The Hereford College Arboretum project was conceived by a multi-disciplinary team of students during a multi-faceted design analysis course offered by Professor Nancy Takahashi in the spring of 2011. The goal of the project is to provide a unique sensory experience and additional educational opportunity within the college, linking the existing Mini-Farm, Thomas Jefferson Demonstration Garden, Observatory Hill, and the greater Hereford campus. As one part of the spring course, an initial intervention, the Woodlot Arboretum Path, was researched, designed, and constructed over the period of three weeks by the design team with the help of additional students and faculty. Further development of the Hereford College Arboretum is to include the addition of wayfinding and signage that will provide information regarding the particular names and attributes of the plants as well as suggestions for self-guided educational walks within the Hereford campus.
The recently constructed path is located just north of the Thomas Jefferson Demonstration Garden, on the western edge of the Hereford Campus, adjacent to the Observatory Hill woodland and trail system. The path focuses on species native to Observatory Hill and the region. The plants that were chosen to be introduced to the woodlot have distinct seasonal, sensory, or even edible attributes. Many also have particular and documented historical value, further linking this project with the research and educational goals of the TJ Demo Garden.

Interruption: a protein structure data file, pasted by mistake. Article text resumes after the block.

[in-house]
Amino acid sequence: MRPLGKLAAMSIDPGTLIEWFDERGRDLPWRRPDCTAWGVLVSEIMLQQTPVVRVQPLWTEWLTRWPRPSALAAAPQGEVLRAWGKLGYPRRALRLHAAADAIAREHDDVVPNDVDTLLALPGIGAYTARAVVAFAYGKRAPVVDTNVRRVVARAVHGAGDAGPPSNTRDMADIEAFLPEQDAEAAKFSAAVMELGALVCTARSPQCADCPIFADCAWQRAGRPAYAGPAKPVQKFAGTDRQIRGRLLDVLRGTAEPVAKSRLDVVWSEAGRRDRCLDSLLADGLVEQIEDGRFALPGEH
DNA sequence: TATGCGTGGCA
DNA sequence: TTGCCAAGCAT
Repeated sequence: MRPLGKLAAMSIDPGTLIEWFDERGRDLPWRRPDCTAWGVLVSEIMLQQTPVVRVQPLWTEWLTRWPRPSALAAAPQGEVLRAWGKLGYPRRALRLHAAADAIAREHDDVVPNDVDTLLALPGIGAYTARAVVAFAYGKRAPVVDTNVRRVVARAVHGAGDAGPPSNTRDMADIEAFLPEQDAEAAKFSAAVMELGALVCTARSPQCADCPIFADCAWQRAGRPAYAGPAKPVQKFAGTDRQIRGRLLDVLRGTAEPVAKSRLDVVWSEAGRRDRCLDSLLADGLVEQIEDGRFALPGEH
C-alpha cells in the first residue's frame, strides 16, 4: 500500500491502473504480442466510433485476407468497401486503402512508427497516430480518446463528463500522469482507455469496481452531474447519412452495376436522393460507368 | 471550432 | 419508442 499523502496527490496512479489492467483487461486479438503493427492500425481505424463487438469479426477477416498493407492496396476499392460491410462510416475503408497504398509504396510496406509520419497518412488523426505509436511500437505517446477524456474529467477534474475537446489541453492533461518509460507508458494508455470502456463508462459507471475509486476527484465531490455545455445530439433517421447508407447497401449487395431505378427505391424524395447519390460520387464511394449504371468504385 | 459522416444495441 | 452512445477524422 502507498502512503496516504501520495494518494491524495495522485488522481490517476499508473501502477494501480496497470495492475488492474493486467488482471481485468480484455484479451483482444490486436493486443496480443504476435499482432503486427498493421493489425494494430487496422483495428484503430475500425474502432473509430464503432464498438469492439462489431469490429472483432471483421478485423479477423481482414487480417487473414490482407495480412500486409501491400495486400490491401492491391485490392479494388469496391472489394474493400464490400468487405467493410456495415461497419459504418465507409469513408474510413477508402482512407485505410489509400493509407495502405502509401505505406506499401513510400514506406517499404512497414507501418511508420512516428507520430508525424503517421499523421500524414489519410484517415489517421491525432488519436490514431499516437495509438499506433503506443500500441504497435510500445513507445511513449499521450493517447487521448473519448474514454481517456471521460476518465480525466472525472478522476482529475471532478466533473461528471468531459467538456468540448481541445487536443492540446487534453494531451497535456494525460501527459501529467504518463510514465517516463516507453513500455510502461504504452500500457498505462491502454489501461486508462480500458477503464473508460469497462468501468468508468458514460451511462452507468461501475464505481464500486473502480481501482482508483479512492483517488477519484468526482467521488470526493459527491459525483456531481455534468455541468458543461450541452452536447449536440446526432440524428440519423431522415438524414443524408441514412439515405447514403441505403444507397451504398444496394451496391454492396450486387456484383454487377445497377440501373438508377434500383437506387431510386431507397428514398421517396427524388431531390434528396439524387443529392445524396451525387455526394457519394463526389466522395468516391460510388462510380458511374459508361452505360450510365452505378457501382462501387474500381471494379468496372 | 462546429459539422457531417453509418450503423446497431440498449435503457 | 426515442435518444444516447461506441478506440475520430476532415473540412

And now for the really fun stuff–the transformation!
This was the state of the woodlot four weeks ago–the day after Kate, Elizabeth, and I staked out the path.
We spent over 20 hours transplanting trees and shrubs that were within the path boundaries. Blueberry plants, chestnut oak, laurel, red maple, black locust, white pine, and even trillium found new homes along the path. It was important to us to save as many plants as possible to both preserve and amplify species diversity and to create a more defined and dense condition within the woodlot itself.
We then regraded areas along the path and created small rooms that provide moments of pause and opportunities to highlight particular species. Sticks were gathered from the woodlot to define the path.
Later, we added mulch to better define the path, prevent erosion, and to create a softer strolling surface.
Then it was nursery time! We traveled to Edible Landscaping in Afton, VA and had a blast!
We bought paw-paw (Asimina triloba), chickasaw plum (Prunus augustifolia), and wintergreen (Gaultheria procumbens) here. All of these plants produce edible fruit and wintergreen leaves have also been used to make tea.
We also traveled to Ivy Nursery to pick up the rest of the plants: Virginia native wood poppies (Stylophorum diphyllum), wild ginger (Asarum canadense), black cohosh (Cimicefuga racimosa), and foamflower (Cymbalaria muralis).
Excited, we returned to the woodlot and spent many hours amending soils and planting. Stay tuned for pictures of the completed path–or better yet, come visit and experience it for yourself!
Kate Boles, Master of Landscape Architecture Candidate, 2012
Elizabeth Farrell, Bachelor of Science in Architecture Candidate, 2011
Erica Thatcher, Master of Landscape Architecture Candidate, 2011